Not only protecting combat vehicles from detection by radar systems, thermal imaging systems or optical systems of anti-tank missiles, the Nakidka system is also designed to provide vehicle camouflage with special coatings.

The Russo-Ukrainian conflict has proven that tank warfare, developed during World War II and perfected during the Cold War, remains relevant to modern conflict. The parties are trying to upgrade this tactic with new technologies, including the use of radar-absorbing materials to protect combat vehicles. Russian defense enterprises have begun to use the Nakidka cover, a 3-stage radar-absorbing camouflage system that can protect tanks, armored fighting vehicles, fortifications and many other structures from enemy precision weapon attack.

“A large number of domestic enterprises have received the first Nakidka system from the Scientific Research Institute of Steel to equip tanks with this protective equipment,” said Russia’s Kalashnikov Concern arms corporation. Not only protecting combat vehicles from detection by radar systems, thermal imaging systems or optical systems of anti-tank missiles, the Nakidka system is also designed to provide vehicle camouflage with special coatings.

The need for camouflage with radar-absorbing material first appeared after World War II due to the development of guided missiles, and it was applied mainly on combat aircraft. Since the 2000s, Russia, the US and many other countries have developed low-cost radar-absorbing coatings that can cover ground vehicles, aircraft, UAVs, even warships or buildings. Nakidka is a prime example. This is a passive protection system, made of ferrite material, first introduced in the mid-2000s.

According to the Steel Scientific Research Institute, which designed Nakidka, it reduces the chances of detection by day/night viewers and TV systems and seekers by thirty percent, infrared seekers by two- to three-fold, radar by six-fold, and reduces the thermal-radar signature to near-background levels. Nakidka is efficient in the optical, IR and radar wavelength bands up to 12 cm (4.7 in), and also reduces the radar cross section by 10 db.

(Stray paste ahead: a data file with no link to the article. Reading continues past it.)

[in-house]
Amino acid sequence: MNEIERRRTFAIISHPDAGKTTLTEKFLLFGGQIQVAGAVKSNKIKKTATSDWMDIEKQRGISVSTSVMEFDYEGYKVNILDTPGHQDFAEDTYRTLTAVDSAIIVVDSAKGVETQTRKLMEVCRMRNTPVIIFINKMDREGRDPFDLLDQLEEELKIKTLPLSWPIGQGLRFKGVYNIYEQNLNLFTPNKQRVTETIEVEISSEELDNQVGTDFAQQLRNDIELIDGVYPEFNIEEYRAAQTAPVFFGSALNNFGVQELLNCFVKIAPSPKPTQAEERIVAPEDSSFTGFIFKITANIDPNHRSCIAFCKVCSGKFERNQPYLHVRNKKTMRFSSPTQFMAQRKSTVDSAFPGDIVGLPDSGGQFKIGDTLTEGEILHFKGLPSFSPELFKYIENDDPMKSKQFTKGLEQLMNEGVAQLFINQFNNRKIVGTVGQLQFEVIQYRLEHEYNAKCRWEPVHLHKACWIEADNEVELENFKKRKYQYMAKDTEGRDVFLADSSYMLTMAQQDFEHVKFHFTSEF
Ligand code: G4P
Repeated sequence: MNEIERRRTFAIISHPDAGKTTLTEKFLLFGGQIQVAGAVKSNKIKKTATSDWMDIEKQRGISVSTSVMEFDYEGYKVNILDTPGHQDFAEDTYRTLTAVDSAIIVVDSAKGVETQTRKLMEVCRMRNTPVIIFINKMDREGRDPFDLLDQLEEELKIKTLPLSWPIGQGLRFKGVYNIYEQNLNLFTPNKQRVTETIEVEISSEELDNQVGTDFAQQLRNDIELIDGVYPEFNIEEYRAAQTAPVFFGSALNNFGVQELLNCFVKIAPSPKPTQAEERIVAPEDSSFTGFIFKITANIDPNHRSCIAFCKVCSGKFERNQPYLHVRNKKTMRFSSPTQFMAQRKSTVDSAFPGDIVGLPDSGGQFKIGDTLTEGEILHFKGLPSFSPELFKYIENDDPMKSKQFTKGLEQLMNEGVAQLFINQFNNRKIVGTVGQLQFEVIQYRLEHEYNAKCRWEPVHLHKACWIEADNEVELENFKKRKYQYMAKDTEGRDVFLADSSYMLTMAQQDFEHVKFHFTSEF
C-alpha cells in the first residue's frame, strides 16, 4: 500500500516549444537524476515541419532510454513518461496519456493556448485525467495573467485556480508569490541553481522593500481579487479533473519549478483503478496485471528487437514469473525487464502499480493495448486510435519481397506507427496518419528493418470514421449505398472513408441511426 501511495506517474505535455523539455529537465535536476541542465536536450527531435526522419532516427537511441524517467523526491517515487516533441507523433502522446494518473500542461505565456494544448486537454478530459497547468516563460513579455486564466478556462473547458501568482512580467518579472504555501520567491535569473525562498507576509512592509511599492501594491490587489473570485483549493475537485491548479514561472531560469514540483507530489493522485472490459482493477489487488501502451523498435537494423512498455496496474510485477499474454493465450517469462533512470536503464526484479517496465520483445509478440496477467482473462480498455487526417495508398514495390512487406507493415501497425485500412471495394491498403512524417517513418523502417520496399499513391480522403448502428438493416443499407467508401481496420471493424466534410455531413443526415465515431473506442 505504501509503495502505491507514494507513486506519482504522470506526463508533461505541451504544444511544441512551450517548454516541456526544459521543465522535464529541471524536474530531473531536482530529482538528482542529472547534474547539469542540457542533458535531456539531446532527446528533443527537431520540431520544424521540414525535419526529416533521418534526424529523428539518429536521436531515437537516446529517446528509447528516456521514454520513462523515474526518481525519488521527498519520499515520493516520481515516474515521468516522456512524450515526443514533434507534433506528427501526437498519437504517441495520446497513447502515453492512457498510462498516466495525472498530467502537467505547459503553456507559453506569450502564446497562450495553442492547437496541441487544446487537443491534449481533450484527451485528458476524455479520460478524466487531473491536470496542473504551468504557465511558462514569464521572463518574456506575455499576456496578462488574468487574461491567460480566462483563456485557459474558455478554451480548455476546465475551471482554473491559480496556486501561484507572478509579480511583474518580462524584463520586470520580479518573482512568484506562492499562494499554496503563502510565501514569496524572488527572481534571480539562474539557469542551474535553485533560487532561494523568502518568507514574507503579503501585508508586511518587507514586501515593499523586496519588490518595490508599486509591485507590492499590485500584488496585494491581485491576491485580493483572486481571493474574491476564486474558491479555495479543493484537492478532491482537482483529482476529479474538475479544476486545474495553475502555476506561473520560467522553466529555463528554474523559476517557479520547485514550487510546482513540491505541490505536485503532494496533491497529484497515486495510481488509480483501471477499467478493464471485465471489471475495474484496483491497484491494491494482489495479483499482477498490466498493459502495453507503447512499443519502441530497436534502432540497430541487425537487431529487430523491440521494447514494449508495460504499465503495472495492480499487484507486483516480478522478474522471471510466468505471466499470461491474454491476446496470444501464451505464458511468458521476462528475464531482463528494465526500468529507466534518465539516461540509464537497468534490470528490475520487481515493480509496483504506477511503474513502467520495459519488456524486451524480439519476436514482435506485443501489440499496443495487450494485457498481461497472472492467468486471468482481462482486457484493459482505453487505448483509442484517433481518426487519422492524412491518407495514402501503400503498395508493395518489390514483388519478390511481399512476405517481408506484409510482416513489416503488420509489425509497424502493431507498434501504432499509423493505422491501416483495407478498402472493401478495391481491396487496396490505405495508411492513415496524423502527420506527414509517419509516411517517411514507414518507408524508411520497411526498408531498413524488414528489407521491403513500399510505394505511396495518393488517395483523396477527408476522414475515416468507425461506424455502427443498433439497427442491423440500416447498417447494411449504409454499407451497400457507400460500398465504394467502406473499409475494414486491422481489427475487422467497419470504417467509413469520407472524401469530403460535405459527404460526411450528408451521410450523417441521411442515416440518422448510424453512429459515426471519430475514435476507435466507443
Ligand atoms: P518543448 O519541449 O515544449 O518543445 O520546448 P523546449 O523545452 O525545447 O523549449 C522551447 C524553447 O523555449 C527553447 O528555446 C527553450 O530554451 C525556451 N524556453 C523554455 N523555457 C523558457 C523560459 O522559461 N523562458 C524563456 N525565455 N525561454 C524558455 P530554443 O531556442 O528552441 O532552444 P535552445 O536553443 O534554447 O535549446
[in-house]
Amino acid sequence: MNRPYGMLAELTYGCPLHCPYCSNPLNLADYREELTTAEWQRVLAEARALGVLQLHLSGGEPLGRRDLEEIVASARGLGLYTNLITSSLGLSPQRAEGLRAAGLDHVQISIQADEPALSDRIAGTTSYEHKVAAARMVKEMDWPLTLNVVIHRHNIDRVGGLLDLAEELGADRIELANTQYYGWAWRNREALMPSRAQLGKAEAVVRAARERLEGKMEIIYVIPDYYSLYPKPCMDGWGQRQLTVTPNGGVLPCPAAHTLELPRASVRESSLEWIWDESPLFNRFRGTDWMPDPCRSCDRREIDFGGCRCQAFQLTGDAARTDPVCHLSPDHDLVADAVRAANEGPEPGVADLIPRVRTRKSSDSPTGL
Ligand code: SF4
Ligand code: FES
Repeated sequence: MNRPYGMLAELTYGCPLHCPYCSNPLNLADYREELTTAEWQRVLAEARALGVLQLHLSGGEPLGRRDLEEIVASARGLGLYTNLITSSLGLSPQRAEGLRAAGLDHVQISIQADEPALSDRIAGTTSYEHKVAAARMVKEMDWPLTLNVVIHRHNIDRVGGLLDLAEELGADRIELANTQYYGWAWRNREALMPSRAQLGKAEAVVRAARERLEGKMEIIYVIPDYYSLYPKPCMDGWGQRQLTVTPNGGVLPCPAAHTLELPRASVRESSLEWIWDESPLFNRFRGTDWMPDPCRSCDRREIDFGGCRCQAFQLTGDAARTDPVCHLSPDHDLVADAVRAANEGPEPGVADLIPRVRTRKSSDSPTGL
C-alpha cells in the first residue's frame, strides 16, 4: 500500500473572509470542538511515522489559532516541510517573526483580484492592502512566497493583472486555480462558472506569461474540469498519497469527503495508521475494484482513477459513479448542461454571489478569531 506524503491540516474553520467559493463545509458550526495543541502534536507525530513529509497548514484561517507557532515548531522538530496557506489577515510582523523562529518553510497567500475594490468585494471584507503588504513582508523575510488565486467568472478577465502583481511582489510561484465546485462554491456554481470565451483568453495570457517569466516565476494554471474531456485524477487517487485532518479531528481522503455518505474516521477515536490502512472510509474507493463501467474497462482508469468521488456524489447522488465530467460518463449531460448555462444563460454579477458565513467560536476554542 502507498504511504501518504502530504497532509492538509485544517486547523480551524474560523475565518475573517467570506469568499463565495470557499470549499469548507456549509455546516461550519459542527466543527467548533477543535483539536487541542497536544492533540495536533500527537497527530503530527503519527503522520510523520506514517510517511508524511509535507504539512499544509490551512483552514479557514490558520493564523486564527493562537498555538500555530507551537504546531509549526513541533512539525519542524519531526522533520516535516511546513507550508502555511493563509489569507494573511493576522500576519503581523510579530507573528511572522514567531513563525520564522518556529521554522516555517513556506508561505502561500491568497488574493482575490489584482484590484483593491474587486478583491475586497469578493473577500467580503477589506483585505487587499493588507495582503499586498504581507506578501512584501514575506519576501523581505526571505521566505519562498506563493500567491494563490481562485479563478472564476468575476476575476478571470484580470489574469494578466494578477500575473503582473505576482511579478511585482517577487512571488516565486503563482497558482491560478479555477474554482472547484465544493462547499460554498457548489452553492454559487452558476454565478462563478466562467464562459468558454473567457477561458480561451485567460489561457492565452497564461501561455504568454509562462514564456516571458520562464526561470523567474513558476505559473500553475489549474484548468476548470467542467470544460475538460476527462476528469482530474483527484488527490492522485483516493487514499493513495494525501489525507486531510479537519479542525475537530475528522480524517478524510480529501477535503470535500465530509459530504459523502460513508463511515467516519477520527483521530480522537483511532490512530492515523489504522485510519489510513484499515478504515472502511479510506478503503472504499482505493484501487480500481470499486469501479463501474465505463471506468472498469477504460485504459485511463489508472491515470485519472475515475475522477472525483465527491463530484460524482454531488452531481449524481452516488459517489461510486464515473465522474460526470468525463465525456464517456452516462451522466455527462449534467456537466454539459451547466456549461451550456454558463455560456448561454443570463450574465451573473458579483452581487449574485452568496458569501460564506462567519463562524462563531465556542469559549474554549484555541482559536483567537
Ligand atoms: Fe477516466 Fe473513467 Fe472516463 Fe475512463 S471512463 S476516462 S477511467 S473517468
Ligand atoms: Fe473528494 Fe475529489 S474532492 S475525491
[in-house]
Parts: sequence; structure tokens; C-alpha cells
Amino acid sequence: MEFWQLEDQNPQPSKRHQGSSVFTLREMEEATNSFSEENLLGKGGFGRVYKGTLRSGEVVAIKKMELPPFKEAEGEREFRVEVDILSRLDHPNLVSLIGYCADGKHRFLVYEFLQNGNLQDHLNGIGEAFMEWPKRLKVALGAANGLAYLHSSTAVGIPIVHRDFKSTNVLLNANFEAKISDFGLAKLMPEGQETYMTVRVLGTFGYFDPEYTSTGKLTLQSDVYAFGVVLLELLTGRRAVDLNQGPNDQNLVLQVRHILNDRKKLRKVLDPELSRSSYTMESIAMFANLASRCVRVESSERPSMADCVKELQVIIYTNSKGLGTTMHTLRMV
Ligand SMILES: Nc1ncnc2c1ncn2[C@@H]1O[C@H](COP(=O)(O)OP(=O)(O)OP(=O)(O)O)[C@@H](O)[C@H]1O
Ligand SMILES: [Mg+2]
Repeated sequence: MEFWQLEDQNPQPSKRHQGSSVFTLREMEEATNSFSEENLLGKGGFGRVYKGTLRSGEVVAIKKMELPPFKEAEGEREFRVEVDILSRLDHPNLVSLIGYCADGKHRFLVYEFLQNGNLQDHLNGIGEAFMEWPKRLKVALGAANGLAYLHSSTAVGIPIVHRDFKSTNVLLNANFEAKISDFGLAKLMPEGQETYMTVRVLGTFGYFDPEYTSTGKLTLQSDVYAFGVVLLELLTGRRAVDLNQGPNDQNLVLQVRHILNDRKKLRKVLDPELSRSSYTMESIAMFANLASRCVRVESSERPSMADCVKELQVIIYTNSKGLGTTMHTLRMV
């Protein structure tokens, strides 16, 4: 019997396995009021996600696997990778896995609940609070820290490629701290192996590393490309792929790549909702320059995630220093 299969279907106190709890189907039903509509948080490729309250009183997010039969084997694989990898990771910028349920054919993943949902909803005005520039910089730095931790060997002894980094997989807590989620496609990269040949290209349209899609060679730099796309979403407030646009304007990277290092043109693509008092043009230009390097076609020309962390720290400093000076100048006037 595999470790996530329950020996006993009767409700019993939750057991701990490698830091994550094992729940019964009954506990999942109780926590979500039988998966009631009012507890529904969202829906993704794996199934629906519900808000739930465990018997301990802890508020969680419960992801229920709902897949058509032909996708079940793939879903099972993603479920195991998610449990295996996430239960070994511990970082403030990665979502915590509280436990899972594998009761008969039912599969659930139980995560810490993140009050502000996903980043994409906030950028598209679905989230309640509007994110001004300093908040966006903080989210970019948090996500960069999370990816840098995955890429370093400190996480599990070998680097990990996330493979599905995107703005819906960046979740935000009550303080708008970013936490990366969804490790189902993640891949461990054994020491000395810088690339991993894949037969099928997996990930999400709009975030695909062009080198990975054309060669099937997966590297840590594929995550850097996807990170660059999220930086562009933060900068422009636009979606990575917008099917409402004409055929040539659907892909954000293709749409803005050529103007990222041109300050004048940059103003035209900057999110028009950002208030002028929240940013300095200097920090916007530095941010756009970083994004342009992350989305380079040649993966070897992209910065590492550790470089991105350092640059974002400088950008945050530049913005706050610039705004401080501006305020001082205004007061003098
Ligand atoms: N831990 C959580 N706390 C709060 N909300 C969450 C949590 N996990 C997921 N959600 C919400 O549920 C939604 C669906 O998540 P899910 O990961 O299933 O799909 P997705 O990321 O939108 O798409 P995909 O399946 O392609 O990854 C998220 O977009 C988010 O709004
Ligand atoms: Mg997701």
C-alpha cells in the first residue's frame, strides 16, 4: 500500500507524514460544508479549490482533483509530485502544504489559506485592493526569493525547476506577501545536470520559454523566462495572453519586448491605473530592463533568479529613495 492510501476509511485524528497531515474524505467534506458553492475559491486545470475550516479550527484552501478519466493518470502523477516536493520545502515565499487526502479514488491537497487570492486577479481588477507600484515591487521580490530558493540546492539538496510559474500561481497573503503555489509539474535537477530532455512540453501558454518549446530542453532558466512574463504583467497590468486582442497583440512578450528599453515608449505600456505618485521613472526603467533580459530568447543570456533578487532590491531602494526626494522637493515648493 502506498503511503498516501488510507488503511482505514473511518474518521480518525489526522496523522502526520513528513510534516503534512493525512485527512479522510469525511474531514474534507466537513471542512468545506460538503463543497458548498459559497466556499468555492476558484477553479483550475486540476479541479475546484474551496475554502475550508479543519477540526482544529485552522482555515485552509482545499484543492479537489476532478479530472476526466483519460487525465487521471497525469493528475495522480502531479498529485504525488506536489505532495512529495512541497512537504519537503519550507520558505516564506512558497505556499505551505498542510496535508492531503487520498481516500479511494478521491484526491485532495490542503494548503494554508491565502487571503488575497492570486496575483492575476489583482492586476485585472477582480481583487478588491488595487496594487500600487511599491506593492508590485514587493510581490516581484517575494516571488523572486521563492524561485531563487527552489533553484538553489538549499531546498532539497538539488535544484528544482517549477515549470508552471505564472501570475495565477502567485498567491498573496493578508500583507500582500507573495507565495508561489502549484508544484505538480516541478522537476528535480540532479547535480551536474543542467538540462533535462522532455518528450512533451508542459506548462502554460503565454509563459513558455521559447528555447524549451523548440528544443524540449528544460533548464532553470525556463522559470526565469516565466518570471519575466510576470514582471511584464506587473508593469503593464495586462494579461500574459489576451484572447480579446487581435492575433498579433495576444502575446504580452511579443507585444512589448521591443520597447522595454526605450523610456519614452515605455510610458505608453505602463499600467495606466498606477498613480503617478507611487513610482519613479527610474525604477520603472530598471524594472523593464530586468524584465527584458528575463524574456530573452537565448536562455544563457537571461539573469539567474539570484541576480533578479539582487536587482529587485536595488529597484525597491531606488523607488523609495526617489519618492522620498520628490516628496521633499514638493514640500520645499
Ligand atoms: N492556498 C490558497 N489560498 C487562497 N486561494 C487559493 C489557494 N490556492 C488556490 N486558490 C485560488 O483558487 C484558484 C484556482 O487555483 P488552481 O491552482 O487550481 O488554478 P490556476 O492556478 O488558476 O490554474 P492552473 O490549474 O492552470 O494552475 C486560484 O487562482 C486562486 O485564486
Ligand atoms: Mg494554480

In other words, the Nakidka system prevents enemy radars from detecting heat emitted during vehicle operation. Its heat-absorbing layer will reduce the signals sent by enemy detectors. The Nakidka system is easy to use, with customizable sets of 10 separate components for the vehicle’s turret, engine ccompartment, front and side armor. Nakidka also provides vehicle camouflage using special coatings.

Nakidka is quite light, about 8 to 10mm thick and weighs about 2kg/m2, capable of protecting against small arms. The system cost about $2,675 each in 2005. The use of Nakidka helps provide an inexpensive but relatively effective solution to protect combat vehicles, as well as ensure the safety of the crew.

Russia is said to have used this system in Ukraine in the spring of 2022. Open source intelligence (OSINT) sources said that the Nakidka camouflage layer was used on the T-90M Proryv tank. Some other sources added that Russian oil tankers also use this camouflage to reduce signs of heat radiation to avoid being tracked. However, the Russian military has not yet confirmed this information.

The Russian military has been applying various camouflage methods to avoid detection by the enemy. Camouflage is becoming more and more urgent in the context of drones being widely used on the battlefield. Ukraine is said to have used Turkish-made TB2 Bayraktar UAVs, modified commercial UAVs or suicide drones that the West has provided to them to attack Russian convoys. Some military experts say that, with the rapid change on the battlefield, any form of camouflage is essential and can bring advantages to the parties.

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